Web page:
Advances in Environmental and Engineering Research (AEER) is an international peer-reviewed Open Access journal published quarterly online by LIDSEN Publishing Inc. This periodical is devoted to publishing high-quality peer-reviewed papers that describe the most significant and cutting-edge research in all areas of environmental science and engineering. Work at any scale, from molecular biology through to ecology, is welcomed.
Main research areas include (but are not limited to):
Advances in Environmental and Engineering Research publishes a range of papers (original research, review, communication, opinion, study protocol, comment, conference report, technical note, book review, etc.). We encourage authors to be succinct; however, authors should present their results in as much detail as necessary. Reviewers are expected to emphasize scientific rigor and reproducibility.
Climate Change and Land
Submission Deadline: June 15, 2021 (Open) Submit Now
Nicole Mölders, PhD
Professor, Department of Atmospheric Sciences, Geophysical Institute and College of Natural Sciences and Mathematics, University of Alaska Fairbanks, 903, Koyukuk Drive, Fairbanks, AK 99775-7320, USA
Research Interests: remote sensing; data analysis; atmospheric physics; climate change; hydrology; climate variability; precipitation; soil; environment
About This Topic
Land-cover and land-use changes have both natural and anthropogenic causes. Landslides, flooding, volcanic eruptions, and wildfires as well as glaciation of landmasses and receding of ice shields are natural disturbances by the processes of the of the Earth system and its orbital parameters. Anthropogenic changes are deforestation for agricultural use and grazing of life stock for food and clothing, construction of water reservoirs and usage of blue water, mining for raw material, afforestation and urbanization for shelter. While these anthropogenic land-cover and land-use changes serve the benefits and prosperity of humankind, they like the natural changes alter the water, energy and trace-gas cycles and their interaction at the interface Earth-atmosphere via the exchanges of sensible and latent heat and matter.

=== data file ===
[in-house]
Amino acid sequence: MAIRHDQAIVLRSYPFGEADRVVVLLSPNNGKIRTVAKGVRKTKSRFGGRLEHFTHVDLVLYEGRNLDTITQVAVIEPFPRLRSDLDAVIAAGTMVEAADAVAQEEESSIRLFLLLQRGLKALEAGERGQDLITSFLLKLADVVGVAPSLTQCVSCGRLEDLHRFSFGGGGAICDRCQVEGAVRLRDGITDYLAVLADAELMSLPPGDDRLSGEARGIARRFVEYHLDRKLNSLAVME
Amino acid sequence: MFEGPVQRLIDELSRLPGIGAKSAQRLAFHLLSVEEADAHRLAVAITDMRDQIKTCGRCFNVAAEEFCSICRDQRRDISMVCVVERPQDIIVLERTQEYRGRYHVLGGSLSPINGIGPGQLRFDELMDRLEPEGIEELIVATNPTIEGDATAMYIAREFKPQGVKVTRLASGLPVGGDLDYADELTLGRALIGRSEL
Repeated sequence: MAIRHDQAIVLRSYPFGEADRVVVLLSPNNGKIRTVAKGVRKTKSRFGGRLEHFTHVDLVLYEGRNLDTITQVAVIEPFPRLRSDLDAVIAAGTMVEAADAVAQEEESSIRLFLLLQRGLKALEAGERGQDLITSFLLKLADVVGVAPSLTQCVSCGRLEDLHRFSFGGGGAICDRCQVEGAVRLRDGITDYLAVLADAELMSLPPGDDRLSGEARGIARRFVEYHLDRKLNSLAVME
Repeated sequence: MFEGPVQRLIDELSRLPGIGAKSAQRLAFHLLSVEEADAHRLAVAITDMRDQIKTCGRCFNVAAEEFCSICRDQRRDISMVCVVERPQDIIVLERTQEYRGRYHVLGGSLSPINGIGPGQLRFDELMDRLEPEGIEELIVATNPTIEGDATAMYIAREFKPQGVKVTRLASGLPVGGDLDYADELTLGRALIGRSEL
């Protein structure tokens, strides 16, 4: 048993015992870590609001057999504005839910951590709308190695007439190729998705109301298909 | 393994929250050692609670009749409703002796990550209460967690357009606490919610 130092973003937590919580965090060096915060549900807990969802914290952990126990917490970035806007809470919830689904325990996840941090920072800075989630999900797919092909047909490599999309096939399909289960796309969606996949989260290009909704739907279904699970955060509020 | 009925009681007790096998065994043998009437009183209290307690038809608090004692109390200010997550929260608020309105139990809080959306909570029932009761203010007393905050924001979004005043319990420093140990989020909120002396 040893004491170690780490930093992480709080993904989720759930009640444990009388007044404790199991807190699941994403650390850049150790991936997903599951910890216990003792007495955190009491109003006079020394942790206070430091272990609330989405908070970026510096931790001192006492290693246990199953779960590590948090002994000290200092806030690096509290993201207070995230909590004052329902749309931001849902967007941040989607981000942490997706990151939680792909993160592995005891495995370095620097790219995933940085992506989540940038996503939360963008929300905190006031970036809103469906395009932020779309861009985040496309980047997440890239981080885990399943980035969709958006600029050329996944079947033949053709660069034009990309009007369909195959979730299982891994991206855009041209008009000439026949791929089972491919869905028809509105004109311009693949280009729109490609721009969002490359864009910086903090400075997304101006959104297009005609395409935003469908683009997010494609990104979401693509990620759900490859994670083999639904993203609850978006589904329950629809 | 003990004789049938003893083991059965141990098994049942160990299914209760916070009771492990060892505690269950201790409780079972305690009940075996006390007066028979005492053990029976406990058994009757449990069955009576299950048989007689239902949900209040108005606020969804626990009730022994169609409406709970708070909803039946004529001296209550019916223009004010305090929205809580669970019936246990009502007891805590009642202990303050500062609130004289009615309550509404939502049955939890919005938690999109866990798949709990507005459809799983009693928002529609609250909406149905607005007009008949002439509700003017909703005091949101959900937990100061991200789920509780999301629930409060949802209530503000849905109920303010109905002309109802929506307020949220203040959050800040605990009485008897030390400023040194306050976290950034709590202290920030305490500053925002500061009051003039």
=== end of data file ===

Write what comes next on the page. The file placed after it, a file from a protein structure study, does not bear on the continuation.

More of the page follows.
Due to the more than quadrupling of the Earth population such changes have accelerated over the last century and are anticipated to further increase in the future. This special issue calls for contributions from research on the impact of all kind of Earth surface changes on the atmospheric water, energy and trace gas cycle at all scales from the urban to planetary scale. Papers on urban forest, green and white roofs for improved thermal comfort, coastal urbanization as well as on improved agricultural, grazing and fire protection practices are of special interest.
Original research reports, review articles, communications, and perspectives are welcome in all areas pertinent to the topic. All accepted papers will be published totally free of charge.